Firm hired to hunt for EgyptAir black boxes
The Egyptian-led investigative committee said in a statement on Saturday that Deep Ocean Search was taking part in the search
Egypt has hired a private firm to help find EgyptAir MS804’s black boxes in an area narrowed down by an emergency signal sent when it hit the Mediterranean last week.
The Egyptian-led investigative committee said in a statement on Saturday that Deep Ocean Search (DOS) was taking part in the search, after the civil aviation ministry in Cairo said it had contracted the company.
“The investigative committee has received a satellite report which indicated that an ELT (emergency locator transmitter) had been detected, and it has relayed the coordinates to the search” teams, the statement said.
It did not indicate when search teams had been told about the signal, which would have been transmitted and detected when the aircraft came down on May 19 while flying from Paris to Cairo.
Meanwhile, sources close to the investigation said on Friday that no new radio signal has been received from an EgyptAir jet since the day it crashed in the Mediterranean last week.
A radio signal picked up on the day of the crash from the plane’s ELT allowed officials to determine a broadly defined search zone, but nothing new has since been detected, the sources told Reuters.
“There has been nothing since day one,” a source familiar with the investigation said.
EgyptAir had said after the crash that a distress signal had been detected by the Egyptian military, which later denied the report.
The Airbus A320 with 66 people aboard, including 30 Egyptians and 15 French nationals, crashed in the Mediterranean between the Greek island of Crete and the Egyptian coast.
French and Egyptian aviation officials have said it is too soon to determine what caused the disaster, although an attack on the aircraft has not been ruled out.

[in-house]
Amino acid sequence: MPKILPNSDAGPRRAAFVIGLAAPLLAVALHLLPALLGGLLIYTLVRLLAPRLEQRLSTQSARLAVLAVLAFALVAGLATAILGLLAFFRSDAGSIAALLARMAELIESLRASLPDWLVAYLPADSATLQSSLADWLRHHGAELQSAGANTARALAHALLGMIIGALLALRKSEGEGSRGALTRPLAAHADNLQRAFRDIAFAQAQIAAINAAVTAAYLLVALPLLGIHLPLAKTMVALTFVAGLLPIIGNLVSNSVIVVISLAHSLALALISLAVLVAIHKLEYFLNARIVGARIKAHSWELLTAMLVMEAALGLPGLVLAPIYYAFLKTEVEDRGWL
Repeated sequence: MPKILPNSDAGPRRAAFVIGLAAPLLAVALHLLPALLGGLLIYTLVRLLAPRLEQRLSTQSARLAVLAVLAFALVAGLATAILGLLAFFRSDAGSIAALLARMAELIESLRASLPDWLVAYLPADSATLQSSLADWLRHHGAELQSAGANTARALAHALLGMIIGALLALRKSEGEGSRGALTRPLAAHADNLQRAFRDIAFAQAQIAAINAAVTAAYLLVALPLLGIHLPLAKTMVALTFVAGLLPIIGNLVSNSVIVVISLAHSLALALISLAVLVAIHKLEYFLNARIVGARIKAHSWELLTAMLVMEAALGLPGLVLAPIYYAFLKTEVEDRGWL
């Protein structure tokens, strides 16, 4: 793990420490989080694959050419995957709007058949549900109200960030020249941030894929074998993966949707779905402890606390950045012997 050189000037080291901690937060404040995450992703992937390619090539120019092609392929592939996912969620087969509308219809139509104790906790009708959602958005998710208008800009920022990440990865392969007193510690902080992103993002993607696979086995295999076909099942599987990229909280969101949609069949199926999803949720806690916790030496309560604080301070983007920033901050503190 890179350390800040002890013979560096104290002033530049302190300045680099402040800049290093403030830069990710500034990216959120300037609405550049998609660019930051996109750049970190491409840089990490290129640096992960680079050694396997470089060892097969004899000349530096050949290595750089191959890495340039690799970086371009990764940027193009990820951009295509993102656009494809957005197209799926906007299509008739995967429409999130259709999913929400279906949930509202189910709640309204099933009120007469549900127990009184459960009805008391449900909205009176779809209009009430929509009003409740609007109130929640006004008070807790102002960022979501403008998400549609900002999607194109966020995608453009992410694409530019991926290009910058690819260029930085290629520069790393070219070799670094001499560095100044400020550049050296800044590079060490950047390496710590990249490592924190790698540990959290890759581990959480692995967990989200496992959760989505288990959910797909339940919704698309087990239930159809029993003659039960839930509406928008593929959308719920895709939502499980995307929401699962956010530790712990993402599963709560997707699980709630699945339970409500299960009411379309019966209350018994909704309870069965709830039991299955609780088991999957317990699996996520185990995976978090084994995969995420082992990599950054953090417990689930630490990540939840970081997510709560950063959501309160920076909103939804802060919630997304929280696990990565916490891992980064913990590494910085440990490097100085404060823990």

DOS says it can operate at depths of up to 6,000 meters (20,000 feet) and has a robot capable of mapping the seabed.
France’s aviation safety agency has said the aircraft transmitted automated messages indicating smoke in the cabin and a fault in the flight control unit before contact was lost.
A French vessel carrying specialist probes designed to detect black box pinger signals arrived on Friday at the search zone, sources on the investigation committee said.
The vessel contains equipment from ALSEAMAR, a subsidiary of French industrial group Alcen, that can pick up black-box pinger signals over long distances up to 5 km (3 miles), according to the company's website.
These are separate from the signals transmitted by the ELT, which sends a radio signal upon impact that is not designed to continue emitting once the plane is submerged underwater, said a source familiar with the investigation.
The French vessel will conduct a deepwater search in “four or five” areas within the 5 km search zone believed to contain the two black boxes, with the possibility of expanding the zone should nothing be detected, the source said.
(With AFP, Reuters)
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